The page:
Updated 7 September 2016

The Service was Safe.

People we spoke with said they felt safe and records showed that staff had received appropriate safeguarding training which was refreshed regularly.

Appropriate arrangements were in place for management of medications and Shared Lives carers told us that they were adequately trained. We saw evidence of training and reviewed storage of medicines and storage arrangements during our visits to people's Shared Lives homes. Nobody we spoke with told us they had experienced any issues with their medication.

Appropriate, personalised and robust risk assessments were in place for people. We saw that these were reviewed on a regular basis to ensure they were still effective.



Updated 7 September 2016

The service was very Effective.

Staff had the appropriate skills, knowledge and empathy to provide an effective support service to Shared Lives carers and training records reflected this. This was confirmed when speaking with people, carers and members of the Shared Lives team. Professionals we spoke with also confirmed that staff were competent, effective and caring.

We saw evidence of numerous examples of how the service had improved people's lives. This included significant weight loss, less depend on medication and people who were now able to set and achieve their own personal goals.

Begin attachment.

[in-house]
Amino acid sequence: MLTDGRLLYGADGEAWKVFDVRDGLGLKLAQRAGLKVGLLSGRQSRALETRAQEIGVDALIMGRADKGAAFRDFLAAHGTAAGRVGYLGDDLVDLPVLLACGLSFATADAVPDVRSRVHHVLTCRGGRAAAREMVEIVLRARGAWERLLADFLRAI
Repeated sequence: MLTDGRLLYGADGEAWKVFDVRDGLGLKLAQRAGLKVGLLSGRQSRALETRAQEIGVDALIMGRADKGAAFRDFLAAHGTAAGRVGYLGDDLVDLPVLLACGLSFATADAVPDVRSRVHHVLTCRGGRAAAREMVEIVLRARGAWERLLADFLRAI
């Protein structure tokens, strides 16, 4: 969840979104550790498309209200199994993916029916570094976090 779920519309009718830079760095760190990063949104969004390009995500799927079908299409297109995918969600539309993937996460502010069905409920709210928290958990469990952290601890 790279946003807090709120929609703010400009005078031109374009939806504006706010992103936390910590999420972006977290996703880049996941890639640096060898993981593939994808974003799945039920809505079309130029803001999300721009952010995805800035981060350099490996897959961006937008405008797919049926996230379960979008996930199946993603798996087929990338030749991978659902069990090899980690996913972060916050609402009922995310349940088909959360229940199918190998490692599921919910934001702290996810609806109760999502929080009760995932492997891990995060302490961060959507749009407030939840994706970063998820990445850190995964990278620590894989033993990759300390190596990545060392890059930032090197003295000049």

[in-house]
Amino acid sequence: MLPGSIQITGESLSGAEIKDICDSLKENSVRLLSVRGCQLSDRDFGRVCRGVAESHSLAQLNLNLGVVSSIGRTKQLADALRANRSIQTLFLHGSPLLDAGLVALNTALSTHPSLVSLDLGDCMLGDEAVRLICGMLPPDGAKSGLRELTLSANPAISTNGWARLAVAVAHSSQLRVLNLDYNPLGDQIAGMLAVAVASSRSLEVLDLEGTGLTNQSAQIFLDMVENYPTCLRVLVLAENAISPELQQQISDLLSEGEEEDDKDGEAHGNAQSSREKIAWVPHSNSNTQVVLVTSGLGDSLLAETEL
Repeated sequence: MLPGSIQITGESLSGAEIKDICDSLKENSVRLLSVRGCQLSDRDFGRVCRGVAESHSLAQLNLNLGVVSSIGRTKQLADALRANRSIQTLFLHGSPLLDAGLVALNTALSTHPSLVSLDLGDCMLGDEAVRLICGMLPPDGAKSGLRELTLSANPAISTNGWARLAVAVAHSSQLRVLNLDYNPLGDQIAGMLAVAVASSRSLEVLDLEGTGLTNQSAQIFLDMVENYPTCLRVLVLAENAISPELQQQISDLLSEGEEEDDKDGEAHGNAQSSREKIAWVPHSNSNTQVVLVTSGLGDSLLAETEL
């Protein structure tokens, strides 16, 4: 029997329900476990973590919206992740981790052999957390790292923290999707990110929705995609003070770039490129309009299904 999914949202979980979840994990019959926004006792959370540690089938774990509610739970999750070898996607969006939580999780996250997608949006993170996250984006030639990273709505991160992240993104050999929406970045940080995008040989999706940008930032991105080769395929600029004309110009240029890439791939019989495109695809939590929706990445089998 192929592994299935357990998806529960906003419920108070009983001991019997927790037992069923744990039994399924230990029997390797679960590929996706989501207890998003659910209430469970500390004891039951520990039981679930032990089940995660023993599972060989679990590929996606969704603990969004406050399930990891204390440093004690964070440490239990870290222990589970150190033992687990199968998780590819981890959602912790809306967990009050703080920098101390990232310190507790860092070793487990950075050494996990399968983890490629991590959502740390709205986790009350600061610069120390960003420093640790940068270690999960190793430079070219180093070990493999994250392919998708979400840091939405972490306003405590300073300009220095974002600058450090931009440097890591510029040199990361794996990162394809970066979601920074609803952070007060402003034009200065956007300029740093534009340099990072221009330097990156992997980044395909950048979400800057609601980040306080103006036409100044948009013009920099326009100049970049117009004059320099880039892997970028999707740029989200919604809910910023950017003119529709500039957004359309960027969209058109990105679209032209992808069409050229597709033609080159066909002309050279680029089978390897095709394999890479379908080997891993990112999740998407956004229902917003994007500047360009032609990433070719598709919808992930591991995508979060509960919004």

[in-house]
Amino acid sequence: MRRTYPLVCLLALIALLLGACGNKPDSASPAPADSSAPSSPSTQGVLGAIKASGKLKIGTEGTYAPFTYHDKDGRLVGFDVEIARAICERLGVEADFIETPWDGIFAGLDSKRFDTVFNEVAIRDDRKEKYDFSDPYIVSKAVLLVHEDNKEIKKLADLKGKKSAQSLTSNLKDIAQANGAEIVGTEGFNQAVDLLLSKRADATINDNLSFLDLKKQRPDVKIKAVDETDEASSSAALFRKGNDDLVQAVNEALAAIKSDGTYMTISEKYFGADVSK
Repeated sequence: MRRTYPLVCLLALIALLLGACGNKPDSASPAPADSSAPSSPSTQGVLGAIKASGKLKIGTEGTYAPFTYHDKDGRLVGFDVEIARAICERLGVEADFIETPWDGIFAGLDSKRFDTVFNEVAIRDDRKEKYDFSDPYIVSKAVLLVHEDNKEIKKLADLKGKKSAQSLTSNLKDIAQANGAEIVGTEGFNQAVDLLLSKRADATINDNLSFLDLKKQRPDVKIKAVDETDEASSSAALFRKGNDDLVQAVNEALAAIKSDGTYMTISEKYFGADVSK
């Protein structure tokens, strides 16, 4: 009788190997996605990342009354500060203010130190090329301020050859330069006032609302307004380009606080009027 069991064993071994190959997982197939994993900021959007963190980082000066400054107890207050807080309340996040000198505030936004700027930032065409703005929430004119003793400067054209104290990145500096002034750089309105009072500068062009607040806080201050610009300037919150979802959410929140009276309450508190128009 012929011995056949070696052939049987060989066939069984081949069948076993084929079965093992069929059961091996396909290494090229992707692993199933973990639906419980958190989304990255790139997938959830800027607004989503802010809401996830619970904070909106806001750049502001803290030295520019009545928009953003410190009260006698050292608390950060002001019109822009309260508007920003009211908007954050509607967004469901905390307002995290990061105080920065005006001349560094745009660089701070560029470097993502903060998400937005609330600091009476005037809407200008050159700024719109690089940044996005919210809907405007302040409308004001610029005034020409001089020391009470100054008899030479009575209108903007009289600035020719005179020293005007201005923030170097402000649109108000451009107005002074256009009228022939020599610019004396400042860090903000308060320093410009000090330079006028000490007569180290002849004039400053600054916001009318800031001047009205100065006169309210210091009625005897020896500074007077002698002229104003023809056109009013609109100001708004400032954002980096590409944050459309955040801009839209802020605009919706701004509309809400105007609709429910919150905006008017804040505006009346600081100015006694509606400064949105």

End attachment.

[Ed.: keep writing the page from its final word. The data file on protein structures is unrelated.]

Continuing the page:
People’s mental capacity had been considered before care was provided and staff had a good understanding of the Mental Capacity Act.



Updated 7 September 2016

The service was extremely Caring.

People and Shared Lives carers were very happy with the staff who supported them and the care they received.

We saw that people were supported, if this was their wish, to remain in touch with their biological families.

It was evident that the service also valued the welfare and wellbeing of the Shared Lives carers as they offered support to them to help them in their caring role.



Updated 7 September 2016

The service was Responsive.

People's support plans were person centred. They had up to date information about people, their healthcare, support needs, like and dislikes. People told us they were involved in reviewing their support plans if they wanted to be.

An extensive number of activities were seen to take place for people. A number of people who had never engaged socially prior to moving into a Shared Lives setting told us that they now took part in social activities, had made friends and been on holiday.

Complaint procedures were in place and people were aware of how to raise concerns. We saw examples of how complaints had been dealt with.



Updated 7 September 2016

The service was Well-Led.

We saw evidence that staff meetings were held and staff we spoke with conformed this to be the case. Staff told us they found staff meetings useful and they had the opportunity to contribute within that forum.

We received very positive comments about the registered manager from all the people we spoke with. People knew who they were and what their role was and they told us that they were approachable, knowledgeable and cared about their role and the people who received a service.

We saw evidence that there was a large network of auditing and monitoring systems in place as well as management checks.